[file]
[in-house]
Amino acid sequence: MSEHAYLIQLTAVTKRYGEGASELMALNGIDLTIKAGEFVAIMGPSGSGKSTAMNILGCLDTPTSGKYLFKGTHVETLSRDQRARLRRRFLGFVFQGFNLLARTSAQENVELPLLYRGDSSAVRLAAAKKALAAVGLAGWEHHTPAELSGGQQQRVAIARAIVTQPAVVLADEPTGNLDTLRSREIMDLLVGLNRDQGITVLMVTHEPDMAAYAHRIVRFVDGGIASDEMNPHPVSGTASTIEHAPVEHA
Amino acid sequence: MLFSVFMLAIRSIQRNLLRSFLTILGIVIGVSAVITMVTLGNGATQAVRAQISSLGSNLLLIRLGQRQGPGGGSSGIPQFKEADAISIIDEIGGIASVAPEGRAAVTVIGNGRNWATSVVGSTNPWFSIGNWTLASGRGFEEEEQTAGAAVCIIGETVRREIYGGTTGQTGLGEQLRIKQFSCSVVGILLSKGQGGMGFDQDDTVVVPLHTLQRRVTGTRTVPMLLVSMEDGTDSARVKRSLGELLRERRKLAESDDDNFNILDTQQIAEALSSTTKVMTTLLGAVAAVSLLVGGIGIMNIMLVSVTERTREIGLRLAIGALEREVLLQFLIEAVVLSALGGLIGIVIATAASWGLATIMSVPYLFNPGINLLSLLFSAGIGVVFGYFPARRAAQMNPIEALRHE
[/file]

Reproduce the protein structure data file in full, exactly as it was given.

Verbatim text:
[in-house]
Amino acid sequence: MSEHAYLIQLTAVTKRYGEGASELMALNGIDLTIKAGEFVAIMGPSGSGKSTAMNILGCLDTPTSGKYLFKGTHVETLSRDQRARLRRRFLGFVFQGFNLLARTSAQENVELPLLYRGDSSAVRLAAAKKALAAVGLAGWEHHTPAELSGGQQQRVAIARAIVTQPAVVLADEPTGNLDTLRSREIMDLLVGLNRDQGITVLMVTHEPDMAAYAHRIVRFVDGGIASDEMNPHPVSGTASTIEHAPVEHA
Amino acid sequence: MLFSVFMLAIRSIQRNLLRSFLTILGIVIGVSAVITMVTLGNGATQAVRAQISSLGSNLLLIRLGQRQGPGGGSSGIPQFKEADAISIIDEIGGIASVAPEGRAAVTVIGNGRNWATSVVGSTNPWFSIGNWTLASGRGFEEEEQTAGAAVCIIGETVRREIYGGTTGQTGLGEQLRIKQFSCSVVGILLSKGQGGMGFDQDDTVVVPLHTLQRRVTGTRTVPMLLVSMEDGTDSARVKRSLGELLRERRKLAESDDDNFNILDTQQIAEALSSTTKVMTTLLGAVAAVSLLVGGIGIMNIMLVSVTERTREIGLRLAIGALEREVLLQFLIEAVVLSALGGLIGIVIATAASWGLATIMSVPYLFNPGINLLSLLFSAGIGVVFGYFPARRAAQMNPIEALRHE